NotesFAQContact Us
Collection
Advanced
Search Tips
Peer reviewed Peer reviewed
Direct linkDirect link
ERIC Number: EJ975420
Record Type: Journal
Publication Date: 2012
Pages: 11
Abstractor: As Provided
Reference Count: N/A
ISBN: N/A
ISSN: ISSN-0030-9230
Language Learning versus Vocational Training: French, Arab and British Voices Speak about Indigenous Girls' Education in Nineteenth-Century Colonial Algeria
Rogers, Rebecca Elizabeth
Paedagogica Historica: International Journal of the History of Education, v48 n3 p369-379 2012
This article focuses on the first school for indigenous girls in Algeria that opened in Algiers in 1845. The founder, Eugenie Luce, taught girls the rudiments--French language and grammar, reading, arithmetic, and Arabic, while the afternoon hours were devoted to sewing. This early focus on teaching French in order to achieve the "fusion of the races" by forming women who would be intermediaries between the French colonisers and indigenous families, foundered in the early 1860s. In the place of language learning, the colonial administration decided to support vocational training and transformed the existing schools into embroidery workshops. The workshop continued to exist until 1906 under the responsibility of Luce's granddaughter, Henriette Benaben. The two women's friendship with British women tourists had an impact on the way they promoted their activities and played a role in the shift toward teaching vocational skills. An analysis of the debates and discussion surrounding the nature of the Luce-Benaben school and workshop provide a way to question how cosmopolitan encounters and imperial examples shaped educational experiments in Algeria. By including the voices of French colonial administrators, Arab notables, British women visitors, and, of course, Luce herself, the article argues for the importance of considering trans-imperial encounters, as well as the weight of individual actors, in the interpretation of shifting colonial educational policy. (Contains 39 footnotes.)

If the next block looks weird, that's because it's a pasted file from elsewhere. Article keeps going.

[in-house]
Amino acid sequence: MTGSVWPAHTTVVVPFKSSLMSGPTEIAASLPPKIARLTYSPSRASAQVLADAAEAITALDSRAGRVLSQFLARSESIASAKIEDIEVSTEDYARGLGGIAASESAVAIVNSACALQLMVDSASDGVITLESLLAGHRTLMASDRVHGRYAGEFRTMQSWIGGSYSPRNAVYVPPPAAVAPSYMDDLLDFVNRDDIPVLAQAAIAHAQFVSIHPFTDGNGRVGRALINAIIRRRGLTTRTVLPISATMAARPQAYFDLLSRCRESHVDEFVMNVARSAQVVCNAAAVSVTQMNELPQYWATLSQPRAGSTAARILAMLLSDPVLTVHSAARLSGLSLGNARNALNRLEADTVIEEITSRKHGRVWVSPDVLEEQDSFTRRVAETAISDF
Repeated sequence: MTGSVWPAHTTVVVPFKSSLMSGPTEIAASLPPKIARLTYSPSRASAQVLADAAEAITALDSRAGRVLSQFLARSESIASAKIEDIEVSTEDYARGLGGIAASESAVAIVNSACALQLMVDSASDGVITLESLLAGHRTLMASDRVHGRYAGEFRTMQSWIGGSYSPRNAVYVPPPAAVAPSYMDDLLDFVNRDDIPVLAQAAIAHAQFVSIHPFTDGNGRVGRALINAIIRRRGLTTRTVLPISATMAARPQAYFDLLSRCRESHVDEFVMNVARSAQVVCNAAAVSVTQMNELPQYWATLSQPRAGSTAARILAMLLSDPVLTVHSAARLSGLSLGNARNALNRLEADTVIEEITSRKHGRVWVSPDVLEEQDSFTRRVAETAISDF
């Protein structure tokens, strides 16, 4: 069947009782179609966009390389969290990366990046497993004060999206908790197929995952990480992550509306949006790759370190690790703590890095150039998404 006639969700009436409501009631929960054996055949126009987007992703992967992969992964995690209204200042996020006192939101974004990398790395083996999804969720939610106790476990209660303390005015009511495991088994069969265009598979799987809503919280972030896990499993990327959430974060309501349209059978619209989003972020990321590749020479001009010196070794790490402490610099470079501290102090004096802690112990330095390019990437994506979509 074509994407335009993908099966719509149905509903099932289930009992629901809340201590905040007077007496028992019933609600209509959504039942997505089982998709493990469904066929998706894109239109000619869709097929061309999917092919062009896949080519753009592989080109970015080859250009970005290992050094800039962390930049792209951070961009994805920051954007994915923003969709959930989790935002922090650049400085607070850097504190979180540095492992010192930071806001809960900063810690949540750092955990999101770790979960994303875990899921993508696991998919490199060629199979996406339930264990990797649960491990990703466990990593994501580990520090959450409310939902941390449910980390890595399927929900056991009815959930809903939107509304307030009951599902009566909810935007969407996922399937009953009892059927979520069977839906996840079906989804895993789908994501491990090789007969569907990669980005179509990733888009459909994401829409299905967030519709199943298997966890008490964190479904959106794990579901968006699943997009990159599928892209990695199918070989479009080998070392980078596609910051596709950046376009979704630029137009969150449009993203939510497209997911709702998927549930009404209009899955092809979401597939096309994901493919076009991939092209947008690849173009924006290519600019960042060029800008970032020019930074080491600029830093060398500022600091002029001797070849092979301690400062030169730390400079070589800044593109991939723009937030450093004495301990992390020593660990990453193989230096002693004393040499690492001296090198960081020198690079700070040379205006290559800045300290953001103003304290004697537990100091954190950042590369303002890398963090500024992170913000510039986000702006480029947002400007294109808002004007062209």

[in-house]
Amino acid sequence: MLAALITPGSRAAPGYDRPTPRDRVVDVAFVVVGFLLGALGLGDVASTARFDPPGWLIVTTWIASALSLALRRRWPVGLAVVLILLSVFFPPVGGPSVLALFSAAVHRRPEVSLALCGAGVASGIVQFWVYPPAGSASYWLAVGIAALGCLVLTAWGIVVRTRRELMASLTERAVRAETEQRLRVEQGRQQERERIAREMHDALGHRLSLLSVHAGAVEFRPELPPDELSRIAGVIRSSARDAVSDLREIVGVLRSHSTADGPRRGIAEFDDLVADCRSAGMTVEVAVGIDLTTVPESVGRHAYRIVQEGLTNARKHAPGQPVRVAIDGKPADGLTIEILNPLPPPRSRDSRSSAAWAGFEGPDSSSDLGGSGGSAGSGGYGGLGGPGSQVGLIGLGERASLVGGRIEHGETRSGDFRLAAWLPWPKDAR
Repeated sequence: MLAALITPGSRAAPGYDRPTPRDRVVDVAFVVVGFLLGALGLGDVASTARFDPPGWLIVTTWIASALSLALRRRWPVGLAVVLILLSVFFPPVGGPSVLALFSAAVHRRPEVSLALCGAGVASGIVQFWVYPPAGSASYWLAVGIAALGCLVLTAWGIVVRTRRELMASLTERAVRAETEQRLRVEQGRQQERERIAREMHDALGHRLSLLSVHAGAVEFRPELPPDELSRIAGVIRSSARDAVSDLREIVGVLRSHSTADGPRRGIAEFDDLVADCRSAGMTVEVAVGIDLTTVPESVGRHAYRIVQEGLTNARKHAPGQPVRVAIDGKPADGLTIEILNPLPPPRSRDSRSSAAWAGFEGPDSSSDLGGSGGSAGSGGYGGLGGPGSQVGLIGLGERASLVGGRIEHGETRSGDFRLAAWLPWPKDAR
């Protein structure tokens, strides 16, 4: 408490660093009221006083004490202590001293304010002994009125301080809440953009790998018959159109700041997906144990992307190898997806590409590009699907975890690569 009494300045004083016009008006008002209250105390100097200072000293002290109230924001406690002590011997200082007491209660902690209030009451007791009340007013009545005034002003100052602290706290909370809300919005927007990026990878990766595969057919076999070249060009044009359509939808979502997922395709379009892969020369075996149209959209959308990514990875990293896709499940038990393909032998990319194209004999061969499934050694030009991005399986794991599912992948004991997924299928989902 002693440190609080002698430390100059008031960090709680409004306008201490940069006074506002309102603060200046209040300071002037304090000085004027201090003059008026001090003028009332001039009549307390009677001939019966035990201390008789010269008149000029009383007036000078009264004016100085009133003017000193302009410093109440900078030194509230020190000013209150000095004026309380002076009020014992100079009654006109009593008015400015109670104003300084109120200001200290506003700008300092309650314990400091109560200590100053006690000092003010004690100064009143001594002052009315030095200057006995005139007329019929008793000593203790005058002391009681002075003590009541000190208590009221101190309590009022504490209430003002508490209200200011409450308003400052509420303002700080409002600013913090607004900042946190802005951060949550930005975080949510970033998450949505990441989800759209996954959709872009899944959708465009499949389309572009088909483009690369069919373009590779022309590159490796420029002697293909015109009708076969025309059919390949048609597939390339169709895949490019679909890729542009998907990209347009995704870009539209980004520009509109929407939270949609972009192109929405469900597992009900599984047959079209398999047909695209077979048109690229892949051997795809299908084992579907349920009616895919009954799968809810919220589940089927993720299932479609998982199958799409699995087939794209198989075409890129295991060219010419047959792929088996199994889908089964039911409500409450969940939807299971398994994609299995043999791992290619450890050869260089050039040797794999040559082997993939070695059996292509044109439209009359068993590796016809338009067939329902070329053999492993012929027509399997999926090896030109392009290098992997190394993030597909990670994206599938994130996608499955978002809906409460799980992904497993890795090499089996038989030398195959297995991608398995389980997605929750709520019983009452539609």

Routledge. Available from: Taylor & Francis, Ltd. 325 Chestnut Street Suite 800, Philadelphia, PA 19106. Tel: 800-354-1420; Fax: 215-625-2940; Web site: http://www.tandf.co.uk/journals
Publication Type: Journal Articles; Opinion Papers
Education Level: N/A
Audience: N/A
Language: English
Sponsor: N/A
Authoring Institution: N/A
Identifiers - Location: Algeria